« AnteriorContinua »
CHOICE PASSAGES FROM THE POETS
OF EVERY AGE AND COUNTRY,
CLASSIFIED UNDER DISTINCT HEADS, AND ALPHABETICALLY
ARRANGED FOR READY REFERENCE.
WITH A COPIOUS INDEX OF SUBJECTS AND AUTHORS' NAMES.
EDITED BY H. G. ADAMS,
AUTHOR OF "FAVORITE SONG BIRDS,” “A STORY OF THE SEASONS," ETC.
NUMEROUS as are the volumes of Poetical Selections, Elegant Extracts, and the like, which have issued from the Press of this country, there is not one, that we are aware of, in which the most beautiful and striking, as well as the most familiar of the shorter passages from the English and Foreign Poets, may be found so arranged as to facilitate reference, and enable the reader at once to select a quotation upon any required subject, or to verify the correctness and authorship of one he may be desirous of using. Such a book, then, would seem to be a desideratum, which we have undertaken to supply, in a form at once elegant, cheap, and portable-a volume which, while it will be an ornament to the Library shelves or the Drawing-room table, may be carried without inconvenience in the hand or the pocket of the Pedestrian, or the Railway Traveller, and serve to heighten his enjoyment of the beauties of Nature,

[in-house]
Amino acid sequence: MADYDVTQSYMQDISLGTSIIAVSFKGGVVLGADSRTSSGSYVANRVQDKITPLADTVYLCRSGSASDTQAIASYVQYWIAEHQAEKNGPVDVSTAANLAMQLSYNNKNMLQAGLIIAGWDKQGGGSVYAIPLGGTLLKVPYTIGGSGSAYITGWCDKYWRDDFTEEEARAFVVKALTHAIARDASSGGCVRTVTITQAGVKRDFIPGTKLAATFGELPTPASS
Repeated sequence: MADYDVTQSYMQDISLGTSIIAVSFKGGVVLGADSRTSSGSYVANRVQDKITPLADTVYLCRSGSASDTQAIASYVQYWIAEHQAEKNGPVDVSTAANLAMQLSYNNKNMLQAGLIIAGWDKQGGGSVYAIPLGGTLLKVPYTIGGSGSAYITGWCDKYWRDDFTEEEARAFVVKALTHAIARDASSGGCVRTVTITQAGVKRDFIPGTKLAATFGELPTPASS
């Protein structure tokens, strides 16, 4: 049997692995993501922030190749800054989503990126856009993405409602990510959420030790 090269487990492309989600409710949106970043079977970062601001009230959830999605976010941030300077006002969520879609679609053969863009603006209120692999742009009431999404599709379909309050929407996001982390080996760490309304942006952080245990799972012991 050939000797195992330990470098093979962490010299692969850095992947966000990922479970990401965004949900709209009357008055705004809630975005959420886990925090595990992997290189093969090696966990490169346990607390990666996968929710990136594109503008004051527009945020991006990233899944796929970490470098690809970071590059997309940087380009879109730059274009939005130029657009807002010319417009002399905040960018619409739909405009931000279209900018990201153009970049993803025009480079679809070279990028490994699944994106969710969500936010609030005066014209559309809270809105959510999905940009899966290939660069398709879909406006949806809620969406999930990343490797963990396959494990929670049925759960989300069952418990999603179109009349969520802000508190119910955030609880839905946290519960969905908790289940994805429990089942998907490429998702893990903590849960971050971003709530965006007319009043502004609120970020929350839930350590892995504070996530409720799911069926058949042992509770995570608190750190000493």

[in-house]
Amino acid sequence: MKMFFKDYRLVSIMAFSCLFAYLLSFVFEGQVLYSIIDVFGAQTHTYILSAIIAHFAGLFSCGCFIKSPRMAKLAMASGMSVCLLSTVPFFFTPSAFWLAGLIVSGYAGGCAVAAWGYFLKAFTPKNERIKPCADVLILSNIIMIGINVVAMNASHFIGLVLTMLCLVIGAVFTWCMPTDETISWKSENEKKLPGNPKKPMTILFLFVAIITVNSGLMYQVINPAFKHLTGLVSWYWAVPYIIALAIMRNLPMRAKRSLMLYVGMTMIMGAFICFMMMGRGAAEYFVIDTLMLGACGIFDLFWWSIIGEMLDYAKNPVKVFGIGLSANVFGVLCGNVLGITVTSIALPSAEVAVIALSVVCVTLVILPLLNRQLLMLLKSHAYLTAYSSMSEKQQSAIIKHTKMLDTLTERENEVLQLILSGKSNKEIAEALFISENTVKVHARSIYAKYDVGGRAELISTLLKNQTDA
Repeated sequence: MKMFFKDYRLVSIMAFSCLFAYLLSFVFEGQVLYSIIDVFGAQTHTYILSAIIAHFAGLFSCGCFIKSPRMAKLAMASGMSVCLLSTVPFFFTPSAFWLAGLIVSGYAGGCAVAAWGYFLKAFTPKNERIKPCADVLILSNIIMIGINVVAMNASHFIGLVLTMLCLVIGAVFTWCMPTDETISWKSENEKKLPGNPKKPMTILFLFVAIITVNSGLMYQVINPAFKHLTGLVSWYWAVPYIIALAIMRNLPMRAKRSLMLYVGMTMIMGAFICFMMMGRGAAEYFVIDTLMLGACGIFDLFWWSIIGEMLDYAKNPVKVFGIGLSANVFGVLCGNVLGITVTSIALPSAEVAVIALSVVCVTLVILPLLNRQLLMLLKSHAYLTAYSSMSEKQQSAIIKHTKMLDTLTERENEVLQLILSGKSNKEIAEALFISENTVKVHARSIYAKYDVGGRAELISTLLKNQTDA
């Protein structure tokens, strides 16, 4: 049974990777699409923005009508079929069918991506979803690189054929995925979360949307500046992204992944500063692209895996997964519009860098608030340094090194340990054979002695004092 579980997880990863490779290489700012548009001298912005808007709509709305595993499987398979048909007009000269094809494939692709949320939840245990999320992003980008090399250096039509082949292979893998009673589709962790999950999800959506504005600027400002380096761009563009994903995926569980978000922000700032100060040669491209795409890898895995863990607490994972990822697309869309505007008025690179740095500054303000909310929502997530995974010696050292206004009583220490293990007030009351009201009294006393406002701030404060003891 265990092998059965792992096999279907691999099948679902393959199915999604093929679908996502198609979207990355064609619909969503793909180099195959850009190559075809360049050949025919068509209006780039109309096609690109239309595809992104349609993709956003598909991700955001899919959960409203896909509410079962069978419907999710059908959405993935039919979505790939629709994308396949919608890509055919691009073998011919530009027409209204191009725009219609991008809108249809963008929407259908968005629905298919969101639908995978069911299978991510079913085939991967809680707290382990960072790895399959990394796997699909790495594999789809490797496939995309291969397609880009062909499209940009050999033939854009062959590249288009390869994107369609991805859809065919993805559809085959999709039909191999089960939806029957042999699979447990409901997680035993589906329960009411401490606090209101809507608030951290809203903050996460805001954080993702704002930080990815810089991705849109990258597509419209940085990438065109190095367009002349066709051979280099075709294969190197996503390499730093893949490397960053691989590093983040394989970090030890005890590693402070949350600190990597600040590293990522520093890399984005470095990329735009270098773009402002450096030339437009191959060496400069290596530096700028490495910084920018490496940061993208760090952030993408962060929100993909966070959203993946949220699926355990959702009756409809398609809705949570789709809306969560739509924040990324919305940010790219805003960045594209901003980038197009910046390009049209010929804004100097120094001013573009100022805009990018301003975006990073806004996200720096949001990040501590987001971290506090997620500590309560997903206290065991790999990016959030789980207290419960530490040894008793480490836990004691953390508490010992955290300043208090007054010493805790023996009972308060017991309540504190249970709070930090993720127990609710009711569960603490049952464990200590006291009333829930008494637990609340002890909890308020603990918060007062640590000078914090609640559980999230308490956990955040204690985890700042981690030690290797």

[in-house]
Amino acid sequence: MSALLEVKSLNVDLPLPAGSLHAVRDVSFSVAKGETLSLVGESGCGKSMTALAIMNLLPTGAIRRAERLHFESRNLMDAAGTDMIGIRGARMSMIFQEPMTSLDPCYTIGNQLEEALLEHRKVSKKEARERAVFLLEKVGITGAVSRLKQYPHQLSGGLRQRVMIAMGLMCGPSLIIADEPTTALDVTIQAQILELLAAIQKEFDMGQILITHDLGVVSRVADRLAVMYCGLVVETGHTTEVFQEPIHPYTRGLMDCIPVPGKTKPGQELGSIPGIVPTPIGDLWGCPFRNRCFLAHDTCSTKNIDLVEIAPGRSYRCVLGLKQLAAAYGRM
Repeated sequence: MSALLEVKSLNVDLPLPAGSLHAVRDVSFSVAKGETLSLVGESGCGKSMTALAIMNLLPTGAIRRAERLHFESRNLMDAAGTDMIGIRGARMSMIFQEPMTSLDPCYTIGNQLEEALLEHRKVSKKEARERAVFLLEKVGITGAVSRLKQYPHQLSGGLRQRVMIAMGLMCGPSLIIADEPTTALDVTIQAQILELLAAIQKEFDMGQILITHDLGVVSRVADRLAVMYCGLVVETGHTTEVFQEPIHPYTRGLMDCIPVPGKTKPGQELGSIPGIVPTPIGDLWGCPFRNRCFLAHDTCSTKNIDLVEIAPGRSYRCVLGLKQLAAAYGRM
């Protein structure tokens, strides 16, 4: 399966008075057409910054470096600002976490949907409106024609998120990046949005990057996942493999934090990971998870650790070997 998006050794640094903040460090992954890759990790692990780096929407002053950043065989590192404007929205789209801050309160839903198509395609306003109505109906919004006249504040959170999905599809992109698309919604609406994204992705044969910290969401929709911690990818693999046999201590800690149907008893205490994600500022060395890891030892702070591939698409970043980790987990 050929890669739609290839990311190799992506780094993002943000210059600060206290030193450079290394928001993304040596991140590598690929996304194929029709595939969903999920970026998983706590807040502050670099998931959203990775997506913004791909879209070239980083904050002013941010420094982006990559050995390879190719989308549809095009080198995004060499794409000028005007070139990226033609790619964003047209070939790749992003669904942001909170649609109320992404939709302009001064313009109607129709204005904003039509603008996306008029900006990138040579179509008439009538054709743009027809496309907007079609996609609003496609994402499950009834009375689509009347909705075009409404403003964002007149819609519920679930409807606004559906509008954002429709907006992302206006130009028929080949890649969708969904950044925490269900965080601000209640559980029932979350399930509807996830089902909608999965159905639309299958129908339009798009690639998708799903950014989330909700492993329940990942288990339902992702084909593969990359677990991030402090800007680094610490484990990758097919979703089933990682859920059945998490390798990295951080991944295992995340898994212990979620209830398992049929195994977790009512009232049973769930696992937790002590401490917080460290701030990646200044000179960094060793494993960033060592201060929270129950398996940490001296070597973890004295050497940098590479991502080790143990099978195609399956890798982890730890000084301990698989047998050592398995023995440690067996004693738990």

by associating with them those of the Mind and the Imagination; or to beguile the tedium of an otherwise dull journey, by storing the memory with the noble and exalted thoughts-truly “thoughts that breathe," embodied in "words that burn,"— which we have taken the pains to collect for his pleasure and edification.
We do not, like a certain old author named Lyly, present to our readers “a mingle-mangle," and hope to be excused “because the whole world has become a hotch-potch," but a carefully selected, digested, and arranged book of Poetical Quotations, each of them embodying a sentiment, enforcing a moral, illustrating a point of character, or a position in life, or describing a mental or physical beauty or deformity, for admiration, or reprobation, or pity, or sympathy, as the case may be.
Bearing in mind the truth uttered by Chaucer, that
“Out of old fields, as men saith,
Cometh all this new corn from year to year;
Cometh all this new science that men lere,”
that is, learn, we have gone much to old books